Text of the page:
Page 5, 2nd April 1953

2nd April 1953
Page 5
Page 5, 2nd April 1953 — V.C.'s NEW HOSPITAL FOR THE 'UNWANTED SICK'

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Organisations: Le Court, Carnegie Fund


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£50,000 for another 'Le Court'

By ANDREW BOYLE E COURT, the big grey house on a Hampshire that saw the birth and development of a convert V.C.'s pioneering work for the "unwanted sick," is to be pulled down and re-built.

Only at the cost of a small fortune could the original home founded by Group Captain Geoffrey Leonard Cheshire in 1948 be repaired and reconditioned. And there would be no architect's guarantee of soundness even then.

Yet through a zig-zag chain of providential circumstances. the Carnegie Fund has agreed to provide the lump sum necessary to construct a brand new Le Court. It will rise a few yards away from the old and rather ugly house that was once the country seat of a Victorian shipping magnate.

The cost of rebuilding may be in the region of £50,000.

Workmen are already busy laying drains and preparing the ground. The new home may be completed in 12 or 18 months' lime.


Before Group Captain Cheshire went into hospital himself last summer—he is recovering from an operation—and from his sick-bed since, he has kept a keen eye on details of the architect's plan for the future Le Court.

His first inkling that something might be wrong with the foundations and structure of Le Court came about two years ago when he was considering making a Catholic chapel iv the underground "crypt."

"It would happen here," he told me, "We've found a subterranean stream that actually runs uphill. It seems to be making short work of the foundations."

Unperturbed as ever, Leonard went ahead with other plans on the principle that "God will arrange things provided we don't panic and leave nothing to chance."

In due course, by a series of seemingly scrappy coincidences in which I was unwittingly involved, the Carnegie Fund became interested in the survival of Le Court.


CATHOLIC HERALD readers probably recall the unusual beginnings of Leonard Cheshire's dedicated work for the sick which led to his conversion.

After the failure through his illness and absence of an attempt to turn Le Court into a self-contained community of ex-Service men and their famities—all anxious to escape from a world overshadowed by the threat of the atom . bomb—he was wondering what to do with the builaing—wlsether to sell it or turn it into flats to wipe out the remainder of a debt of nearly £20,000.

The problem was unexpectedly solved when a man arrived one day and asked if Leonard would take him in. He was suffering from cancer and had been given only a matter of weeks to live. He could find no one to look after him.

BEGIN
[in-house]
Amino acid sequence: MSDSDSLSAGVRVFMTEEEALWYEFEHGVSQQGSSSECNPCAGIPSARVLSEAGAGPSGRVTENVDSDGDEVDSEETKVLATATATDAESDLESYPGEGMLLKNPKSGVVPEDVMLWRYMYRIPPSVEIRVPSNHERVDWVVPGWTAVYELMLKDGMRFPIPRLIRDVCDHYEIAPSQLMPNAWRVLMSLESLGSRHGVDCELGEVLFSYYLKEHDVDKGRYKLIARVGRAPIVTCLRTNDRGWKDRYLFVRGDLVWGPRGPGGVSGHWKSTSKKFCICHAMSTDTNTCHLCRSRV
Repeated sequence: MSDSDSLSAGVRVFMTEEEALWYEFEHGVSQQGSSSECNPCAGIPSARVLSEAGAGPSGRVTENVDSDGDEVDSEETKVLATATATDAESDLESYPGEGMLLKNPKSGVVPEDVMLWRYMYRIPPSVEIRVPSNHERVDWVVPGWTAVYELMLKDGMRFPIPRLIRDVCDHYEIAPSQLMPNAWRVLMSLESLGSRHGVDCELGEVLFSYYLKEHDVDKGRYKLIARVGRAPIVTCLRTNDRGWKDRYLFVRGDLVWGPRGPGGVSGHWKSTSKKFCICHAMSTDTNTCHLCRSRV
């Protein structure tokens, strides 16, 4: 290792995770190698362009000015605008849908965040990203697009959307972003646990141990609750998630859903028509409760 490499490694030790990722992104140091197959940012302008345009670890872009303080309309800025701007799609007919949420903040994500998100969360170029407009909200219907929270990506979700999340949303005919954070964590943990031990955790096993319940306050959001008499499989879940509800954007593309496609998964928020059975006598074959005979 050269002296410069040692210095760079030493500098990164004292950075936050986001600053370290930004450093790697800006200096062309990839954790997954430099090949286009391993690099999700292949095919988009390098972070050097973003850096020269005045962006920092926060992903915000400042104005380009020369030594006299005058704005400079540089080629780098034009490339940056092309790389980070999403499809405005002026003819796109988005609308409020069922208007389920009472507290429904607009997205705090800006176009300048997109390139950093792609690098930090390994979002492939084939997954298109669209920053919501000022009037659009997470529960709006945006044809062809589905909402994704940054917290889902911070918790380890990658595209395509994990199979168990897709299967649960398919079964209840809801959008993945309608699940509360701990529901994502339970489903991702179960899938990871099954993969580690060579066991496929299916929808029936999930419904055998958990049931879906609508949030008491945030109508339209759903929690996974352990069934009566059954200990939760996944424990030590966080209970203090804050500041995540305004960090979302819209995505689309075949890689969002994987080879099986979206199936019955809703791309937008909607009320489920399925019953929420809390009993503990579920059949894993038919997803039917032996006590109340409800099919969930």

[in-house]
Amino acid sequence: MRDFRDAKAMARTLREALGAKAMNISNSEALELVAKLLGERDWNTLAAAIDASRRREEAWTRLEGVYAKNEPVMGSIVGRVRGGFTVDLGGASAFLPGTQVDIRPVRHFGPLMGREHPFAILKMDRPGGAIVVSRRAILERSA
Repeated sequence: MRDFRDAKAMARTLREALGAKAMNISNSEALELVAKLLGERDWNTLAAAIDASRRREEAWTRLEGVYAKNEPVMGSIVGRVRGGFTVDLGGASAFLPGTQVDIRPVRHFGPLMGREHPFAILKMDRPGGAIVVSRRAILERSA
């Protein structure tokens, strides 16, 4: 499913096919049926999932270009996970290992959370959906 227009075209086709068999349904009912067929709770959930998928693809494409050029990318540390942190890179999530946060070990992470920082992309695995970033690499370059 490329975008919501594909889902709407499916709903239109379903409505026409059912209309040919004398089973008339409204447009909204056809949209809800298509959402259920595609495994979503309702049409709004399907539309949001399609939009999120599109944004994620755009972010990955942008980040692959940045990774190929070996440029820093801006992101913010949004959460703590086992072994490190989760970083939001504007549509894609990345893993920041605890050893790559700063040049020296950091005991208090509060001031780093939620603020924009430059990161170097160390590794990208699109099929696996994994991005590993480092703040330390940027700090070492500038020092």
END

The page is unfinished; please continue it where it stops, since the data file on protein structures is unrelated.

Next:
to with no hospital prepared to offer him a bed for an indefinite period, he turned at last to the leader with whom he had been associated in the earlier and abortive land-colony scheme.

Leonard Cheshire, who had never nursed anyone before, tended the man until his death; and though he was not yet a Catholic himself, persuaded his patient to see a priest and make his peace with God before the end, "Arthur's death," he has said more than once since, "was the real turning point"—not only in Le Court's development, but in the life of the man who had acquired it. Soon Leonard was himself received into the Church. and the home pretty well grew of its own volition.

For it was the natural haven for young and old, men and women, of all faiths or none, who were suffering as much from neglect as from illness.


By March, 1949, there were 10 patients. One of them was a former nurse and with her help Leonard managed somehow to run the place himself. Eventually a small staff of trained nurses with a few untrained volunteers joined him to care for the growing number of cases.

Today there are 32 patients at Le Court. The figure has remained fairly steady for the past three years. Leonard shares the responsibility for the home as a member of a Trust be established.

Many of the patients are affected by progressive diseases of the nervous system, but in the unique atmosphere of Le Court not even the bedridden can be prevented from lending a hand and helping each other. The family spirit is so real and deep that it is the outstanding fact about the place which bowls over every new visitor.

The "unwanted sick" are rediscovering self-respect and a sharp interest in life not only in this original foundation but in the second home which is now thriving in Cornwall.


St.. Teresa's Home is infused with the same remarkable spirit: more than a dozen men and women live just as happily and usefully in the two converted Nissen huts, abandoned on the edge of a disused airfield till Leonard Cheshire came along.

1 was told by the Almoner at Le Court the other day that the rebuilding work undertaken through the generosity of the Carnegie trustees will cover "only the shell of the new home." Equipment and furniture, as well as the funds to buy them, will have to come from voluntary contributions.

I have not the slightest doubt that, when the last brick is in place and the time comes to move in, Leonard Cheshire's growing circle of helpers and well-wishers will have helped him over another hurcHe.

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